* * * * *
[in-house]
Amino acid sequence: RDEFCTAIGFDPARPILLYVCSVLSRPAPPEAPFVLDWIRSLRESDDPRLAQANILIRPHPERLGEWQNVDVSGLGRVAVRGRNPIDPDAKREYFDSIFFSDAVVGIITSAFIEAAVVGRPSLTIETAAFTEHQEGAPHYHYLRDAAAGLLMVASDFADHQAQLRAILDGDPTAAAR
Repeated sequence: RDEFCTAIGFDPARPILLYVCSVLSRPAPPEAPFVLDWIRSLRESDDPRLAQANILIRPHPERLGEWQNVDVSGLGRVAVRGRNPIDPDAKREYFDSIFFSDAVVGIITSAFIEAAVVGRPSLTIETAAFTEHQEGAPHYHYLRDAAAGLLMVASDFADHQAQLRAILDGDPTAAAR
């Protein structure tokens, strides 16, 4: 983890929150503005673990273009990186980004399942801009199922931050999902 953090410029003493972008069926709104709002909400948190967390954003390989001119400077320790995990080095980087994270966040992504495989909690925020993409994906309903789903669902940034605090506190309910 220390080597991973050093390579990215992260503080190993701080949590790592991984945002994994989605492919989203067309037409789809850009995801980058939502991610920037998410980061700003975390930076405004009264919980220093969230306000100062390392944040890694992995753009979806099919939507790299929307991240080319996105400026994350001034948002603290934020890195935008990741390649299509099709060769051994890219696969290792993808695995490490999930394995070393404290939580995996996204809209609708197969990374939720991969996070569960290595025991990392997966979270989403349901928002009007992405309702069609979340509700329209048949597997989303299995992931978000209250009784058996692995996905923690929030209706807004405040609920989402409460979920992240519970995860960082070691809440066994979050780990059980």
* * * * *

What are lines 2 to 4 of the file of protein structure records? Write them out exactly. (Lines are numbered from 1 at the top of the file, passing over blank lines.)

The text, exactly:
Amino acid sequence: RDEFCTAIGFDPARPILLYVCSVLSRPAPPEAPFVLDWIRSLRESDDPRLAQANILIRPHPERLGEWQNVDVSGLGRVAVRGRNPIDPDAKREYFDSIFFSDAVVGIITSAFIEAAVVGRPSLTIETAAFTEHQEGAPHYHYLRDAAAGLLMVASDFADHQAQLRAILDGDPTAAAR
Repeated sequence: RDEFCTAIGFDPARPILLYVCSVLSRPAPPEAPFVLDWIRSLRESDDPRLAQANILIRPHPERLGEWQNVDVSGLGRVAVRGRNPIDPDAKREYFDSIFFSDAVVGIITSAFIEAAVVGRPSLTIETAAFTEHQEGAPHYHYLRDAAAGLLMVASDFADHQAQLRAILDGDPTAAAR
């Protein structure tokens, strides 16, 4: 983890929150503005673990273009990186980004399942801009199922931050999902 953090410029003493972008069926709104709002909400948190967390954003390989001119400077320790995990080095980087994270966040992504495989909690925020993409994906309903789903669902940034605090506190309910 220390080597991973050093390579990215992260503080190993701080949590790592991984945002994994989605492919989203067309037409789809850009995801980058939502991610920037998410980061700003975390930076405004009264919980220093969230306000100062390392944040890694992995753009979806099919939507790299929307991240080319996105400026994350001034948002603290934020890195935008990741390649299509099709060769051994890219696969290792993808695995490490999930394995070393404290939580995996996204809209609708197969990374939720991969996070569960290595025991990392997966979270989403349901928002009007992405309702069609979340509700329209048949597997989303299995992931978000209250009784058996692995996905923690929030209706807004405040609920989402409460979920992240519970995860960082070691809440066994979050780990059980």